“Descend and make yourself useful, sailor!” Foley ordered, turning to his first mate, who was tugging on his shirtsleeve.

  “That’s no sailor, sir. That’s a woman.”

  “A woman?”

  “Yes, sir.”

  Foley watched Emer descend the ropes. “Looks like a sailor to me,” he said.

  “She works, sir. Works hard, but she is a woman.”

  “You men! Go on! Load the muskets!” he shouted, then turned back to his mate. “Bring her to my quarters.”

  “Aye, sir.”

  Emer took her new orders with great sadness. As she made her way to Foley’s quarters, the approaching ship grew near enough to be seen unassisted. The wind was strong and the crew was bringing the boat about, to face the pirates. Any minute, the fighting would begin.

  “You wanted to see me, sir?”

  He stood, ten muskets before him, packing each with powder and loading them with naked musket balls. “We have little time now. I hear you’re a woman. Is that true?”

  “I cannot deny that, sir. I am a woman.”

  “You’ll stay here in my quarters until you hear that the fighting has stopped.”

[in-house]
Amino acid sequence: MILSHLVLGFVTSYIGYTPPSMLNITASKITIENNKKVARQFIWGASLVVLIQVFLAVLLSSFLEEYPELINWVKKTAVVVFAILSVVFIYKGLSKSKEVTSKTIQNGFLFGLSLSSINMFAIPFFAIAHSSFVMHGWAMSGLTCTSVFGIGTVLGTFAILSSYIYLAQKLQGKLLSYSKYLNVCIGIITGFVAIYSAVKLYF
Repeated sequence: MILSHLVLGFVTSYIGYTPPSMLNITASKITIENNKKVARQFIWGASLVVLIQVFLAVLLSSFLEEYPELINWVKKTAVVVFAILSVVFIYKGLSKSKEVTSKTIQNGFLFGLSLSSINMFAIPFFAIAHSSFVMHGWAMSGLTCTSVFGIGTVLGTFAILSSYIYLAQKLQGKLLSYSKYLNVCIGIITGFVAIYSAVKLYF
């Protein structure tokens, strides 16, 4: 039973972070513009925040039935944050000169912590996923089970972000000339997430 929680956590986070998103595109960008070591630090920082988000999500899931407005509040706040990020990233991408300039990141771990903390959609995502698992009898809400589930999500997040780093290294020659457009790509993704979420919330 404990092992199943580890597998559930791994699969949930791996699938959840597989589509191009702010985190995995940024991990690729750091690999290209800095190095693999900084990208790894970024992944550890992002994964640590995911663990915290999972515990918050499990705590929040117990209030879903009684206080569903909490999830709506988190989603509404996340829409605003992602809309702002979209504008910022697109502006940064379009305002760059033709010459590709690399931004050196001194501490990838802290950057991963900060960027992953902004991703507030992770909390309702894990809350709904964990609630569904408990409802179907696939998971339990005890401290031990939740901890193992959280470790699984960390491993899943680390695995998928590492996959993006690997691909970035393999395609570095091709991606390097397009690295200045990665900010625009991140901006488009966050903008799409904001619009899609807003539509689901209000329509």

“Please, sir. I can—”

  “Those are my orders.”

  “Sir, I—”

  He piled the loaded muskets into his arms, barrels-up, and locked the door from the outside.

  When the first cannon fired, Emer jumped a little. There were six cannons in total on the small fluyte, and each was manned by three gunners. Foley’s crew was out of practice. The gunners only got one shot off before the ship was boarded.

  She heard men running on deck; she heard men screaming, men dying, and men fighting. All of this while they still sailed with the strong easterly wind, while they were still tangled with the brig’s ropes. No one screamed anything intelligible, as if fighting had its own language that all on board could understand. Emer heard more men board, more men die, and feared that the fluyte would be taken—and she would be taken—by pirates.